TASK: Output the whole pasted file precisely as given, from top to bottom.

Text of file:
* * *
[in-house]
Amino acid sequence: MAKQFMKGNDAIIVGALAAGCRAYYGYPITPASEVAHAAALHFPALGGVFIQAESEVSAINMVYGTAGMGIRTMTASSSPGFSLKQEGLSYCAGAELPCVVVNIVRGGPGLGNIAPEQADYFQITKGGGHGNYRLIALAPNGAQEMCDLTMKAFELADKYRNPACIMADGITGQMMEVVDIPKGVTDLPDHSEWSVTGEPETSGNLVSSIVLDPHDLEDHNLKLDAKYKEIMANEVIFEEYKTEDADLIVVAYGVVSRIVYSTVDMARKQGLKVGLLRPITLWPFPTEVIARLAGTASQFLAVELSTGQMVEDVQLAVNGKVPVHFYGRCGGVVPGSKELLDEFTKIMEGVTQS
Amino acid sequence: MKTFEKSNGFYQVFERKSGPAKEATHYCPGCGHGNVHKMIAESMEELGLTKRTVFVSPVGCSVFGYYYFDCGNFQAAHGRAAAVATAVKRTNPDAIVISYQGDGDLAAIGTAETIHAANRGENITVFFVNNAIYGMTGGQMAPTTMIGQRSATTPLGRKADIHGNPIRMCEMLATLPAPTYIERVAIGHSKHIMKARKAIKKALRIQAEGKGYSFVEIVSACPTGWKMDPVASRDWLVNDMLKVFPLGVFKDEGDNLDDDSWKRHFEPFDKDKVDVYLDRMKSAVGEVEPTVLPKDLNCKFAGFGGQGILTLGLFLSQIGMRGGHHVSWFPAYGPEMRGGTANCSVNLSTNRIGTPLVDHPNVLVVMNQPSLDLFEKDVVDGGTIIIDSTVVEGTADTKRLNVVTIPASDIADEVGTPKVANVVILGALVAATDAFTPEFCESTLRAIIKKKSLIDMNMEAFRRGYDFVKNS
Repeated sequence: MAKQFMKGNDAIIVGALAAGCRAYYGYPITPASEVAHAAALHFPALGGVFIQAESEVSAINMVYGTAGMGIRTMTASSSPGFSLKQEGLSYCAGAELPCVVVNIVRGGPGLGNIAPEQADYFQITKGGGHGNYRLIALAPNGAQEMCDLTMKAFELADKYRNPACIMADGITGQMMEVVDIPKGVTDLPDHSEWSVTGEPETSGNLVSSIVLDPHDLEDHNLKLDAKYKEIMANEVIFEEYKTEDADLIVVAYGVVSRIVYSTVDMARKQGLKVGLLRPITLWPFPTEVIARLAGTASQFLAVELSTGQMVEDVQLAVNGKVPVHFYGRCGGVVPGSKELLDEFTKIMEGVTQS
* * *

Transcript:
[in-house]
Amino acid sequence: MAKQFMKGNDAIIVGALAAGCRAYYGYPITPASEVAHAAALHFPALGGVFIQAESEVSAINMVYGTAGMGIRTMTASSSPGFSLKQEGLSYCAGAELPCVVVNIVRGGPGLGNIAPEQADYFQITKGGGHGNYRLIALAPNGAQEMCDLTMKAFELADKYRNPACIMADGITGQMMEVVDIPKGVTDLPDHSEWSVTGEPETSGNLVSSIVLDPHDLEDHNLKLDAKYKEIMANEVIFEEYKTEDADLIVVAYGVVSRIVYSTVDMARKQGLKVGLLRPITLWPFPTEVIARLAGTASQFLAVELSTGQMVEDVQLAVNGKVPVHFYGRCGGVVPGSKELLDEFTKIMEGVTQS
Amino acid sequence: MKTFEKSNGFYQVFERKSGPAKEATHYCPGCGHGNVHKMIAESMEELGLTKRTVFVSPVGCSVFGYYYFDCGNFQAAHGRAAAVATAVKRTNPDAIVISYQGDGDLAAIGTAETIHAANRGENITVFFVNNAIYGMTGGQMAPTTMIGQRSATTPLGRKADIHGNPIRMCEMLATLPAPTYIERVAIGHSKHIMKARKAIKKALRIQAEGKGYSFVEIVSACPTGWKMDPVASRDWLVNDMLKVFPLGVFKDEGDNLDDDSWKRHFEPFDKDKVDVYLDRMKSAVGEVEPTVLPKDLNCKFAGFGGQGILTLGLFLSQIGMRGGHHVSWFPAYGPEMRGGTANCSVNLSTNRIGTPLVDHPNVLVVMNQPSLDLFEKDVVDGGTIIIDSTVVEGTADTKRLNVVTIPASDIADEVGTPKVANVVILGALVAATDAFTPEFCESTLRAIIKKKSLIDMNMEAFRRGYDFVKNS
Repeated sequence: MAKQFMKGNDAIIVGALAAGCRAYYGYPITPASEVAHAAALHFPALGGVFIQAESEVSAINMVYGTAGMGIRTMTASSSPGFSLKQEGLSYCAGAELPCVVVNIVRGGPGLGNIAPEQADYFQITKGGGHGNYRLIALAPNGAQEMCDLTMKAFELADKYRNPACIMADGITGQMMEVVDIPKGVTDLPDHSEWSVTGEPETSGNLVSSIVLDPHDLEDHNLKLDAKYKEIMANEVIFEEYKTEDADLIVVAYGVVSRIVYSTVDMARKQGLKVGLLRPITLWPFPTEVIARLAGTASQFLAVELSTGQMVEDVQLAVNGKVPVHFYGRCGGVVPGSKELLDEFTKIMEGVTQS